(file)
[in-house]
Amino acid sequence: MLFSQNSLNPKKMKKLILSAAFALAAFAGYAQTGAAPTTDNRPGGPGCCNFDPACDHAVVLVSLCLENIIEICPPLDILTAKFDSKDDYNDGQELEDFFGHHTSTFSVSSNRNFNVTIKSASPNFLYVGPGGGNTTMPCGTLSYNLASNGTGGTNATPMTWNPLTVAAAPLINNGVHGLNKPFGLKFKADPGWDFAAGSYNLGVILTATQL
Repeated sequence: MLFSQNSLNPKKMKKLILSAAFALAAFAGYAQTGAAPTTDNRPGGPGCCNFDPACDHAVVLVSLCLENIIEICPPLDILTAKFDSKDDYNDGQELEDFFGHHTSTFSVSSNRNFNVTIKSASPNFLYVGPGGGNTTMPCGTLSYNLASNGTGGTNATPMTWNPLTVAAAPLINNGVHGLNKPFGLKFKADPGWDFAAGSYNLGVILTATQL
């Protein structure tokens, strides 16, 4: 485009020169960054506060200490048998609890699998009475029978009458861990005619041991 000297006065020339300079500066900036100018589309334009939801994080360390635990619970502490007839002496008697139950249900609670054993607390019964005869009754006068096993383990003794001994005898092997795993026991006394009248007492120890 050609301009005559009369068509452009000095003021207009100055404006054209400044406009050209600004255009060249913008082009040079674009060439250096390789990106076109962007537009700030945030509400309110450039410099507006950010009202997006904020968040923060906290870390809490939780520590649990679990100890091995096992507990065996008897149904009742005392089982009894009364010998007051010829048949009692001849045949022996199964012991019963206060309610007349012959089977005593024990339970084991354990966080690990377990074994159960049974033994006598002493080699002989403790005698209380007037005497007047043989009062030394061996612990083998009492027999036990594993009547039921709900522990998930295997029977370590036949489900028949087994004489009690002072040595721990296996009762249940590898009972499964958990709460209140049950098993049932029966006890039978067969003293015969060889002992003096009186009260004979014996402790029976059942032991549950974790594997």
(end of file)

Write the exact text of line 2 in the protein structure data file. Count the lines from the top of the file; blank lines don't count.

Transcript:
Amino acid sequence: MLFSQNSLNPKKMKKLILSAAFALAAFAGYAQTGAAPTTDNRPGGPGCCNFDPACDHAVVLVSLCLENIIEICPPLDILTAKFDSKDDYNDGQELEDFFGHHTSTFSVSSNRNFNVTIKSASPNFLYVGPGGGNTTMPCGTLSYNLASNGTGGTNATPMTWNPLTVAAAPLINNGVHGLNKPFGLKFKADPGWDFAAGSYNLGVILTATQL